Graham Taylor was a better tactician.
*WARNING: THE FOLLOWING REVIEW IS LONG AND ABUSIVE. READERS WHO WISH TO SPARE THEMSELVES TIME, ENERGY AND PAIN ARE ADVISED TO ADVANCE TO THE CONCLUDING TWO PARAGRAPHS.*
Still here? Good. If you've read a fair number of Room Thirteen reviews, you'll have recognised a certain obsession amongst the writers: the promo sheets that accompany the records we get sent to review. This isn't because we aren't very good writers and plagiarise the manuscripts because we don't have anything original to say. It's because they are usually complete drivel.
I used to be foxed by these single sheet advertisements of genius. How? I used to believe them. That's why most of my early reviews are annoyingly positive. However, after a particularly bad spell of reviewing nothing but effluent and having to endure reading these useless fliers and their proclamations that the band was primed to be the biggest thing since virginal-segmented-wheat-free-wholegrain-cinnamon-bagel-mounds (or sliced bread if you've never been to the Marylebone Farmer's Market), I realised that all promo sheets are works of pure fiction and should be ignored. And judging by the amount of typographical errors within, these works of pure fiction are written by dyslexic remedial infants with very poor eyesight and OCD.
Harsh? Don't make me laugh. I did say "usually" though, which insinuates there must be an exception to this rule. Well, kind of. Although the sheet that accompanied The Tacticians's new release contains the usual blurb; where the band is from, when the record is out, who they've been compared to, why they're so great, blah, blah, blah, blah, blah (i.e. complete drivel), there's also a paragraph that really is quite stunning - and something that I never thought would ever be printed and sent out to journalists. Here it is:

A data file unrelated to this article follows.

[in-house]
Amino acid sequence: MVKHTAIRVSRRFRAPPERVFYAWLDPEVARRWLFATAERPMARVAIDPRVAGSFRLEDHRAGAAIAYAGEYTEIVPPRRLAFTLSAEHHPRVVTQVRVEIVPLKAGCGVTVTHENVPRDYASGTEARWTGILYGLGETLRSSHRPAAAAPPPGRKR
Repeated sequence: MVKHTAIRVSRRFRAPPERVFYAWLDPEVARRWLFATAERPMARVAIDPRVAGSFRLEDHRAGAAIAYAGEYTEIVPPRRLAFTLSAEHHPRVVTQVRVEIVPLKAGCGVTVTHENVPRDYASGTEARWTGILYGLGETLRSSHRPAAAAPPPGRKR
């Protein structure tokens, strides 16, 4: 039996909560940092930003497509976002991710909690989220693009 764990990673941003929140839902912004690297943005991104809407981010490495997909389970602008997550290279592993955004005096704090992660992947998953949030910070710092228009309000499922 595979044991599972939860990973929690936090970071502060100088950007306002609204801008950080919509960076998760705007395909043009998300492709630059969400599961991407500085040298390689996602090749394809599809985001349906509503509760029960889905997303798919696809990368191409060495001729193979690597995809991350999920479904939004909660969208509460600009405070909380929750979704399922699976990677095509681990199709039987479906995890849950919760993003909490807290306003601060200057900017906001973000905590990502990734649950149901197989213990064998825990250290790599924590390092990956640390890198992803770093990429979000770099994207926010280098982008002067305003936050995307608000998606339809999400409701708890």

'The band is boldly forthcoming with their admission that most of the stories are true. Take Kate, whom you'll know from the current single track 'Hardcore Porn'. She's alive and well and living in London. She said not a day goes by when she doesn't think about the time she and Ollie used to share their dreams. But as the song goes, you've got to pay the rent. So Kate got into porn. And Ollie, well, Ollie's still broke. But he is the singer in the band.'
'Boldly forthcoming'? 'Blabbermouths' would be more accurate. Also, think about what The Tacticians's paragraph intimates (or at least what it intimates to me, though I've recently discovered that I'm quite possibly a bit strange in the head):
1. Kate used to go out with Ollie.
2. Kate didn't have any money.
3. Kate got into hardcore porn to earn some money.
4. At some point, Kate and Ollie broke up.
5. Kate wishes she and Ollie were still together.
6. Ollie doesn't and although he may still be broke, at least he's the singer in the band and his rectum is intact.
Harsh? Probably. But then imagine what Kate thinks about all of this. Is she happy about having her life turned into song? I wouldn't be. I'd be tracking down the bastard responsible with a view to decapitating them with a spoon.
Worst of all, it's not even a very good song. Okay, so it may be lyrically forceful, but the music doesn't scaffold the core and ensure that the structure stays standing. In the end, it just sounds like any other indie-pop tune, albeit one that doesn't quite have the lyrical intelligence of a five year old.
Let's break this down into bite sized chunks. Great songs are comprised of great lyrics and great music - performance is something else entirely. 'Hardcore Porn' has got alright lyrics and bland music. Conclusion: It's not a great song.
Instead of being broke and being the singer in the band, maybe Ollie should follow Kate's example and quit for a career in porn.